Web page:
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Depressive and anxiety disorders in the postpartum period: how prevalent are they and can we improve their detection?

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The objectives of this study were: (1) to examine Composite International Diagnostic Interview (CIDI) period prevalence and comorbidity for depression and anxiety disorder in a cohort of women assessed during the first 6–8 months postpartum and (2) to examine the benefits of combining the Edinburgh Postnatal Depression Scale (EPDS) with a simple “interval symptom” question to optimize screening postpartum. Women aged over 18 (N = 1,549) were assessed during late pregnancy and reviewed at approximately 2, 4, and 6–8 months postpartum using the EPDS and an “interval symptom” question. The latter asked about any depressive symptoms in the interval since the last EPDS. Women who scored >12 on the EPDS and/or positive on the “interval symptom” question were then administered the CIDI. A further 65 randomly selected women that screened negative were also administered the CIDI. Loss to postnatal follow-up was very significant, and returns rates were inconsistent across the three postnatal time points. Almost 25% of those who screened positive did not complete a CIDI. For screen-positive status, a total of 314 (24.4%) of those that returned questionnaires (N = 1,289) screened positive at least once across the 6- to 8-month interval. Of these, 79 were lost to follow-up; thus, 235 (74.8%) completed a CIDI. In this group, 34.7% had been positive both on the EPDS and the “interval” question, 15.9% on the EPDS alone, and 49.4% on the “interval” question alone. For the CIDI diagnosis and estimated 6- to 8-month period CIDI prevalence, among those 235 women who screened positive and completed a CIDI, 67.2% met the criteria for a CIDI diagnosis, as did 16.9% of those who screened negative. The breakdown in CIDI diagnoses in the 235 women was 32.8% major depression (± anxiety disorder); 26.4% minor depression alone; and 8.1% with a primary anxiety disorder (approximately half with minor depression). Put another way, 20.4% of these women had an anxiety disorder (approximately two thirds with comorbid depression) and 37.7% of women with a major depressive episode (MDE) had a comorbid anxiety disorder. The estimated 6- to 8-month prevalence rate for a CIDI diagnosis of anxiety or depression (major or minor) was 29.2% (95% CI 26.7%–31.7%). The use of the “interval symptom” question alone was 1.7 times more likely to identify positive CIDI cases than the EPDS alone. Almost 40% of postnatal women with a diagnosis of MDE have a comorbid diagnosis of anxiety disorder. The estimated 6- to 8-month period prevalence for CIDI cases of anxiety and depression was 29.2%. Screening for anxiety and depression using the EPDS alone was associated with a lesser capacity to identify CIDI caseness than a simple “interval symptom” question (for the 2 months prior) which almost doubled the yield. This paper demonstrates that combining the EPDS with the “interval symptom” question improves detection of CIDI caseness.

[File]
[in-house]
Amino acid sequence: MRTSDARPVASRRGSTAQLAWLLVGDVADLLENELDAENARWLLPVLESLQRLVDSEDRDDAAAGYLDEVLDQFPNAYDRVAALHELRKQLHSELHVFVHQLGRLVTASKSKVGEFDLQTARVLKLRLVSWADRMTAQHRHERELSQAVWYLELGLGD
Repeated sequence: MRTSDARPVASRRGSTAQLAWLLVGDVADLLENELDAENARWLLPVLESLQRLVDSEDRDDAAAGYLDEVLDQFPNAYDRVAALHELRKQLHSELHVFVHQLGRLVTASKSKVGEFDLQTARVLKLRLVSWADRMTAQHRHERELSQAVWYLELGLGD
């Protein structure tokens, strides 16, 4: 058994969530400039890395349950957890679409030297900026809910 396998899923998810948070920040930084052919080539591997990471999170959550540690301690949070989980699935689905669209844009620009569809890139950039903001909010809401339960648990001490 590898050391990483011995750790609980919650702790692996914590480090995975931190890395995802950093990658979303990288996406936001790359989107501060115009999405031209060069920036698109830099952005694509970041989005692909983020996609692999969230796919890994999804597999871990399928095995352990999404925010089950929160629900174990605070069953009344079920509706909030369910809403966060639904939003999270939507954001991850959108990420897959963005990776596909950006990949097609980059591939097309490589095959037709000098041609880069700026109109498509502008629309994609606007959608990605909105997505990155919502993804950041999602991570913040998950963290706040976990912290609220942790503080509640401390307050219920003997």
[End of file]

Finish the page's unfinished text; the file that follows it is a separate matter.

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We gratefully acknowledge the funding from the National Health and Medical Research Council Program Grant (no. 510135), the Black Dog Institute and infrastructure funding from the NSW Department of Health.

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Correspondence to Marie-Paule V. Austin.

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Austin, MP.V., Hadzi-Pavlovic, D., Priest, S.R. et al. Depressive and anxiety disorders in the postpartum period: how prevalent are they and can we improve their detection?. Arch Womens Ment Health 13, 395–401 (2010).

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